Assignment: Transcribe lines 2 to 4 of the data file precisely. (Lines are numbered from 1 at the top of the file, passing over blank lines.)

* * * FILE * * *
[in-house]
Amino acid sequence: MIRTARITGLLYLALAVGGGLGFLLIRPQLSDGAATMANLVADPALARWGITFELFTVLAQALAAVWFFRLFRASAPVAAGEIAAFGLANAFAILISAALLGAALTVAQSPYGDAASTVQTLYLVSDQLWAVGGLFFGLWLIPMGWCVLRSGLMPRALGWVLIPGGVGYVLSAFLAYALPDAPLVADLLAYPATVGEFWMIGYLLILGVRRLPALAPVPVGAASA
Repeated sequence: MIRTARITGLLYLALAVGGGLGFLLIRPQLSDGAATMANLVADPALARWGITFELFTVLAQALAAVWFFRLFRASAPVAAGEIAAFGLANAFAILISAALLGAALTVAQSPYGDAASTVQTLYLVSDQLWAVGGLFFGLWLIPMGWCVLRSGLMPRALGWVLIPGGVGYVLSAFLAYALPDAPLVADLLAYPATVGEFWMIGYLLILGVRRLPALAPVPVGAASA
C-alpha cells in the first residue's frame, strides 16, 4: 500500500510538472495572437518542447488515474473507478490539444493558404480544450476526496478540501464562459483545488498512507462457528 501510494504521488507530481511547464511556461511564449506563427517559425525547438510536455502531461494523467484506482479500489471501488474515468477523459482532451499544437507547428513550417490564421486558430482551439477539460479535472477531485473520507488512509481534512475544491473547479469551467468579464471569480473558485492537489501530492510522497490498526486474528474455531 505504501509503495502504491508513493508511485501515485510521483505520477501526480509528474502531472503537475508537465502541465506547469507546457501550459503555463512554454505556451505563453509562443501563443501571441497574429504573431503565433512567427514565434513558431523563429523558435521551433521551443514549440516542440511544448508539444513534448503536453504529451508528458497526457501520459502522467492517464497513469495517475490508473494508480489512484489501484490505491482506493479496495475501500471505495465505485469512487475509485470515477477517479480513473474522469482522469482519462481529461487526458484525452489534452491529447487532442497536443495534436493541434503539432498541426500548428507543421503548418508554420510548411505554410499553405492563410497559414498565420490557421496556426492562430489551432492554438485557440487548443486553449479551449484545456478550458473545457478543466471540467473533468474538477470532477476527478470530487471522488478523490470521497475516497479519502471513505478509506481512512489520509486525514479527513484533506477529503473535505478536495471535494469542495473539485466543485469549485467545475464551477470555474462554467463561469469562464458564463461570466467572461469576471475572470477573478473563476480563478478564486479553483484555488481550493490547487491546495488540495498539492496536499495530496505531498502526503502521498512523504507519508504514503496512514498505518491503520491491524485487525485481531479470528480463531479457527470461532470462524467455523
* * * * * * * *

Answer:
Amino acid sequence: MIRTARITGLLYLALAVGGGLGFLLIRPQLSDGAATMANLVADPALARWGITFELFTVLAQALAAVWFFRLFRASAPVAAGEIAAFGLANAFAILISAALLGAALTVAQSPYGDAASTVQTLYLVSDQLWAVGGLFFGLWLIPMGWCVLRSGLMPRALGWVLIPGGVGYVLSAFLAYALPDAPLVADLLAYPATVGEFWMIGYLLILGVRRLPALAPVPVGAASA
Repeated sequence: MIRTARITGLLYLALAVGGGLGFLLIRPQLSDGAATMANLVADPALARWGITFELFTVLAQALAAVWFFRLFRASAPVAAGEIAAFGLANAFAILISAALLGAALTVAQSPYGDAASTVQTLYLVSDQLWAVGGLFFGLWLIPMGWCVLRSGLMPRALGWVLIPGGVGYVLSAFLAYALPDAPLVADLLAYPATVGEFWMIGYLLILGVRRLPALAPVPVGAASA
C-alpha cells in the first residue's frame, strides 16, 4: 500500500510538472495572437518542447488515474473507478490539444493558404480544450476526496478540501464562459483545488498512507462457528 501510494504521488507530481511547464511556461511564449506563427517559425525547438510536455502531461494523467484506482479500489471501488474515468477523459482532451499544437507547428513550417490564421486558430482551439477539460479535472477531485473520507488512509481534512475544491473547479469551467468579464471569480473558485492537489501530492510522497490498526486474528474455531 505504501509503495502504491508513493508511485501515485510521483505520477501526480509528474502531472503537475508537465502541465506547469507546457501550459503555463512554454505556451505563453509562443501563443501571441497574429504573431503565433512567427514565434513558431523563429523558435521551433521551443514549440516542440511544448508539444513534448503536453504529451508528458497526457501520459502522467492517464497513469495517475490508473494508480489512484489501484490505491482506493479496495475501500471505495465505485469512487475509485470515477477517479480513473474522469482522469482519462481529461487526458484525452489534452491529447487532442497536443495534436493541434503539432498541426500548428507543421503548418508554420510548411505554410499553405492563410497559414498565420490557421496556426492562430489551432492554438485557440487548443486553449479551449484545456478550458473545457478543466471540467473533468474538477470532477476527478470530487471522488478523490470521497475516497479519502471513505478509506481512512489520509486525514479527513484533506477529503473535505478536495471535494469542495473539485466543485469549485467545475464551477470555474462554467463561469469562464458564463461570466467572461469576471475572470477573478473563476480563478478564486479553483484555488481550493490547487491546495488540495498539492496536499495530496505531498502526503502521498512523504507519508504514503496512514498505518491503520491491524485487525485481531479470528480463531479457527470461532470462524467455523